Monday, May 27, 2013

Steve Jobs: "Computers Are Like a Bicycle for Our Minds"

The Library of Congress was a partner to some television programs under the title "Memory & Imagination: Pathways to the Library of Congress" more than 20 years ago - they don't seem to be available on the LoC web site. Bits and pieces are available on YouTube, not surprisingly.

It turns out that the statement by Steve Jobs that, "computers are like a bicycle for our minds" came from one of those programs. But what was the context of this statement? What did he mean by that, really?

Jobs making his full statement on this subject

The snippet above from the original broadcast program fills out his statement with what he said, which is worth listening to (or reading, below). The video above includes some of the original program's credit sequence, so the first 20+ seconds include rather "heavy" (in the literal sense) music to suggest "culture and/or learning" (I guess) as the camera scans the Great Hall of the Library of Congress (that screams "culture and/or learning").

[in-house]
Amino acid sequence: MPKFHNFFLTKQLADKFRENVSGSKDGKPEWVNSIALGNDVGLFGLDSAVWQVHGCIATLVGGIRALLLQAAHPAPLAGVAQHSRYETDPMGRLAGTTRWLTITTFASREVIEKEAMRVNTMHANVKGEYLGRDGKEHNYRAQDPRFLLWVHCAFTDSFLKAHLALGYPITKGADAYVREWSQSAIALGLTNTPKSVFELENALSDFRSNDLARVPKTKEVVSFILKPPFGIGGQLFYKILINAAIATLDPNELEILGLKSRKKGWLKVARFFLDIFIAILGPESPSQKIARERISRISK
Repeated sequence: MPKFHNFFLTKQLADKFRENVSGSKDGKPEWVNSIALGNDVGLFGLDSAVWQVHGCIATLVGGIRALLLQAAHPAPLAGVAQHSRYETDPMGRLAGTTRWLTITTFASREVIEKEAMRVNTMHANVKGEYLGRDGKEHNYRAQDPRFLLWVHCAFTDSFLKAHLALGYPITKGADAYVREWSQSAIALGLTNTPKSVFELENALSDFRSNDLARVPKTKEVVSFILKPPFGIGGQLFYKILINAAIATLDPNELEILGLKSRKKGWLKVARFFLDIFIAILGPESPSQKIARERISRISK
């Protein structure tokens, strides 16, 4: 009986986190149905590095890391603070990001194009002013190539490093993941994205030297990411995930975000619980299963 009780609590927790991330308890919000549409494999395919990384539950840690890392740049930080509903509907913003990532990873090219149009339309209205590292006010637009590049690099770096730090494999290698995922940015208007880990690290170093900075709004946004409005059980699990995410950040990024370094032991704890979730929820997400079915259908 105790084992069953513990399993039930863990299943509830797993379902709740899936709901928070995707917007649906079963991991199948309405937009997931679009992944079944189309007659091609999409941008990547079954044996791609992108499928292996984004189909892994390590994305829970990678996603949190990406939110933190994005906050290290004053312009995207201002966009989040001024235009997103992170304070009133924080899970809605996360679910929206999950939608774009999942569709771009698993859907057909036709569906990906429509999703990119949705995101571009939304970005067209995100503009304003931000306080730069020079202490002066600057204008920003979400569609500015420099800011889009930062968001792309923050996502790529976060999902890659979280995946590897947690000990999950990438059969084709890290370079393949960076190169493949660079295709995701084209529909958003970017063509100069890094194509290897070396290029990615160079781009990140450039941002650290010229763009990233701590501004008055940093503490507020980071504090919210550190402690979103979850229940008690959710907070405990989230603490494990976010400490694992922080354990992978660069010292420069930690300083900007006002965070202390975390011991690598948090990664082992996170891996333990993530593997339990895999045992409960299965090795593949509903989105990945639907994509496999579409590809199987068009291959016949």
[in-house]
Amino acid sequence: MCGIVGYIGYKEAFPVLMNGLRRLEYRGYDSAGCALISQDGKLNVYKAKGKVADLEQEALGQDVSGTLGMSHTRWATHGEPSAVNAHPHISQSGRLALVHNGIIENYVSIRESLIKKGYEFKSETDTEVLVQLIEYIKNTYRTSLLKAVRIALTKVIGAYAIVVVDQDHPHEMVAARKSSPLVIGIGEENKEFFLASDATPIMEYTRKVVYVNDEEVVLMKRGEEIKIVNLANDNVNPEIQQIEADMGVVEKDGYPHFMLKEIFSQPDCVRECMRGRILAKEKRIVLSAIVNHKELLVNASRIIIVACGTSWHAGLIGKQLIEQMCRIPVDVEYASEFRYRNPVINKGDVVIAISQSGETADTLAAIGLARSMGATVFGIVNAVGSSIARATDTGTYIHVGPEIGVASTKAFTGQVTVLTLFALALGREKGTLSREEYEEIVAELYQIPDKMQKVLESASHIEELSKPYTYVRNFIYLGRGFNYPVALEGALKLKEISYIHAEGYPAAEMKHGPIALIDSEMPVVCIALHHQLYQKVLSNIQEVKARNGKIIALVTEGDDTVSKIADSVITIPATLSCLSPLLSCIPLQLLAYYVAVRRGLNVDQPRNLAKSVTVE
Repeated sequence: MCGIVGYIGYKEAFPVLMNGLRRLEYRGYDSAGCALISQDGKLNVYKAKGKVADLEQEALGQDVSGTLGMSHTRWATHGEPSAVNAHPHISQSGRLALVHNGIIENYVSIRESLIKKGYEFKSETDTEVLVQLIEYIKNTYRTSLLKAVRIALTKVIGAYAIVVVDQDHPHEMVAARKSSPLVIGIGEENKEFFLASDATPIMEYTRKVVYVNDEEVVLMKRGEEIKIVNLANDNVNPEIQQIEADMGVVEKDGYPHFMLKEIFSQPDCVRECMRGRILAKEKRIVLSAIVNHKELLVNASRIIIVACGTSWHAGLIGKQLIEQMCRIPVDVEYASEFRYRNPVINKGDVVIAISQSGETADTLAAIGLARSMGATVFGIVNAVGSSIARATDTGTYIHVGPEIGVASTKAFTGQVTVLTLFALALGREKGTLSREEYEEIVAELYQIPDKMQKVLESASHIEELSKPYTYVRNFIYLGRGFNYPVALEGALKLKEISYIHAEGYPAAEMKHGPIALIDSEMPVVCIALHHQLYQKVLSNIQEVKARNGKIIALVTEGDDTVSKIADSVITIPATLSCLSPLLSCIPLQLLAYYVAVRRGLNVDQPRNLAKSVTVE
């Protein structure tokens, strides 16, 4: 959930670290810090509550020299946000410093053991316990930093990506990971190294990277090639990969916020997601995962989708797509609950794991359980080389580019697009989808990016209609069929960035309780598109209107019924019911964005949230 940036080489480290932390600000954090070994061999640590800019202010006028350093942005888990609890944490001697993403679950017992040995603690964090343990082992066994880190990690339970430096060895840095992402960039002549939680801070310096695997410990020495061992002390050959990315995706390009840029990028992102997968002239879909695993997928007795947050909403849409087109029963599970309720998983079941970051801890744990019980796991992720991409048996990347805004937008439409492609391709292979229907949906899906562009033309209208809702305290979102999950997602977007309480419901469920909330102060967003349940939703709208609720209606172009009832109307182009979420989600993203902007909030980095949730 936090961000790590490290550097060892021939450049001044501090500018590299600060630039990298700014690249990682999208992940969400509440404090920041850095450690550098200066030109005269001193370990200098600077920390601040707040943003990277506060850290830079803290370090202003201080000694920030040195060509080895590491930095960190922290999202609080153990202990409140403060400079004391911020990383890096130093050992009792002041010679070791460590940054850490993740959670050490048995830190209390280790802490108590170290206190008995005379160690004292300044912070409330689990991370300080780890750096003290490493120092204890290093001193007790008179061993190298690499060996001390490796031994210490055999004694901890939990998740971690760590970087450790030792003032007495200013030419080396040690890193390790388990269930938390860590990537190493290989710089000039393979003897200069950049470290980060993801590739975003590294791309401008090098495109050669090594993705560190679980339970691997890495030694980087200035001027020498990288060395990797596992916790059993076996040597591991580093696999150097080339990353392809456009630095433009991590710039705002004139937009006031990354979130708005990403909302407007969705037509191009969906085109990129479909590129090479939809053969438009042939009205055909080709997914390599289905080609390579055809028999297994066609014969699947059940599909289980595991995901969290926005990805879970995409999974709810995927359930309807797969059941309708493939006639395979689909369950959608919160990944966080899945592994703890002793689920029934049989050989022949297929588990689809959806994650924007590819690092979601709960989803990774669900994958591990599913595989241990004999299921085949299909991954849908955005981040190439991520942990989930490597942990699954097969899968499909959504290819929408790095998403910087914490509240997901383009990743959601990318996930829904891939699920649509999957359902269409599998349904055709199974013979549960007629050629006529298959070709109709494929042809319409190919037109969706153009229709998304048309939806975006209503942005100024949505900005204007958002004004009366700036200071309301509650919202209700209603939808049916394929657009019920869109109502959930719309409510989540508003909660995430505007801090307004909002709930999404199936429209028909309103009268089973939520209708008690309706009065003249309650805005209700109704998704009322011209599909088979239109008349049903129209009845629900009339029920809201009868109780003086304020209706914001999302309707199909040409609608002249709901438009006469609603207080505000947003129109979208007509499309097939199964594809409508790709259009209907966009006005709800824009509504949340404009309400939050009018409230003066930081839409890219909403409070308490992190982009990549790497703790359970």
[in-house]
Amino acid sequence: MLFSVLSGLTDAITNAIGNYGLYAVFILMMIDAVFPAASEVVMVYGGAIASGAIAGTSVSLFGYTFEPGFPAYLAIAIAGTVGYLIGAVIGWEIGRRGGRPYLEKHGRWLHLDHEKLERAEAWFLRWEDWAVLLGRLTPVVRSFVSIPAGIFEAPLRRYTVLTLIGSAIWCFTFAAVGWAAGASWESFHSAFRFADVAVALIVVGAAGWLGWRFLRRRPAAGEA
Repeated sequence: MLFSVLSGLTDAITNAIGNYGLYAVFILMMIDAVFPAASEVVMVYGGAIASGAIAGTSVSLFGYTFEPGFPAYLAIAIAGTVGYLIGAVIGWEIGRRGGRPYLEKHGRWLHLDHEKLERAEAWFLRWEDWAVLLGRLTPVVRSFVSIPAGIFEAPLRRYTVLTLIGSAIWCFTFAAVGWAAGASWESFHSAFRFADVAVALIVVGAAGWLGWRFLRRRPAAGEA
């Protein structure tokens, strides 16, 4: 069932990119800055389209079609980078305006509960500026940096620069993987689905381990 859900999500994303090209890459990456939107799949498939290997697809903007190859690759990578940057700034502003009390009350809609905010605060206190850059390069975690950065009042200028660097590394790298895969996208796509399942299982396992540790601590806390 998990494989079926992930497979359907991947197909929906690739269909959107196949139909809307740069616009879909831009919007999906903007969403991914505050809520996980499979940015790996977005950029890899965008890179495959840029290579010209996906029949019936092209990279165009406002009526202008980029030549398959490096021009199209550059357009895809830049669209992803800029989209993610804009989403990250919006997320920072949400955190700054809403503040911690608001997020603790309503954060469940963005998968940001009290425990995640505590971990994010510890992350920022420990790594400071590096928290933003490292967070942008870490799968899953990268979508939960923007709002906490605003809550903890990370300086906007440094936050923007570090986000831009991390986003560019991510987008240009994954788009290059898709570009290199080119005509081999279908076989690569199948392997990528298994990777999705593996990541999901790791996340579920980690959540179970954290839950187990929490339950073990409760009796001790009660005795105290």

I think that one of the things that really separates us from the high primates is that, uh, we're tool builders. I read a, uh, study that measured the efficiency of locomotion for various species on the planet. The condor used the least energy to move a kilometer. And, uh, humans came in with a rather unimpressive showing about a third of the way down the list - it was not... not, uh, too proud a showing for the crown of creation. (Laughs) So, uh, that didn't look so good, but then somebody at Scientific American had the insight to test the efficiency of locomotion for a man on a bicycle - and a man on a bicycle, a human on a bicycle, blew the condor away. Completely off the top of the charts. And that's what a computer is to me. What a computer is to me is it's the most remarkable tool that we've ever come up with and it's the equivalent of a bicycle for our minds.
Perhaps showing I'm not very clever, the statement that a computer is "a bicycle for our minds" now makes more sense - in other words, it's a tool that we are smart enough to build that leverages what we are given (by God, or however humans came to be) and makes us more efficient - we can go faster, or (with the computer) be "smarter" (in some sense).